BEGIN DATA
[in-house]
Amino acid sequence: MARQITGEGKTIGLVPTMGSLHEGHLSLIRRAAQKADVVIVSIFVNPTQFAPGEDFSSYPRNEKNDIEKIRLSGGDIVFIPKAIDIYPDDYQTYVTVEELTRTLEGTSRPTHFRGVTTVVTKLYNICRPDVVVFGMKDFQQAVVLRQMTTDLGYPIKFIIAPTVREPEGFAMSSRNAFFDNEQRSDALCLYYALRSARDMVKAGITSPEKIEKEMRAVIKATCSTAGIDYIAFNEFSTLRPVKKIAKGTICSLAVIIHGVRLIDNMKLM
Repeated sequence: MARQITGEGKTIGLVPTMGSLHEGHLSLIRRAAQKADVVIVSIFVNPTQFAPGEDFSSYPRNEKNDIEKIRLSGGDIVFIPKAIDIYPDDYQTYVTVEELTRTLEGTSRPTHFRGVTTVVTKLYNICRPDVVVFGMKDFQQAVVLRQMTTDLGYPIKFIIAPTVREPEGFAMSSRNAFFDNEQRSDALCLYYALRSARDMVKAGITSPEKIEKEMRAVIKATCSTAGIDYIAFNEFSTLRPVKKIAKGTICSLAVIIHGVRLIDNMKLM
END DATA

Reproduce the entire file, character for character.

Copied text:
[in-house]
Amino acid sequence: MARQITGEGKTIGLVPTMGSLHEGHLSLIRRAAQKADVVIVSIFVNPTQFAPGEDFSSYPRNEKNDIEKIRLSGGDIVFIPKAIDIYPDDYQTYVTVEELTRTLEGTSRPTHFRGVTTVVTKLYNICRPDVVVFGMKDFQQAVVLRQMTTDLGYPIKFIIAPTVREPEGFAMSSRNAFFDNEQRSDALCLYYALRSARDMVKAGITSPEKIEKEMRAVIKATCSTAGIDYIAFNEFSTLRPVKKIAKGTICSLAVIIHGVRLIDNMKLM
Repeated sequence: MARQITGEGKTIGLVPTMGSLHEGHLSLIRRAAQKADVVIVSIFVNPTQFAPGEDFSSYPRNEKNDIEKIRLSGGDIVFIPKAIDIYPDDYQTYVTVEELTRTLEGTSRPTHFRGVTTVVTKLYNICRPDVVVFGMKDFQQAVVLRQMTTDLGYPIKFIIAPTVREPEGFAMSSRNAFFDNEQRSDALCLYYALRSARDMVKAGITSPEKIEKEMRAVIKATCSTAGIDYIAFNEFSTLRPVKKIAKGTICSLAVIIHGVRLIDNMKLM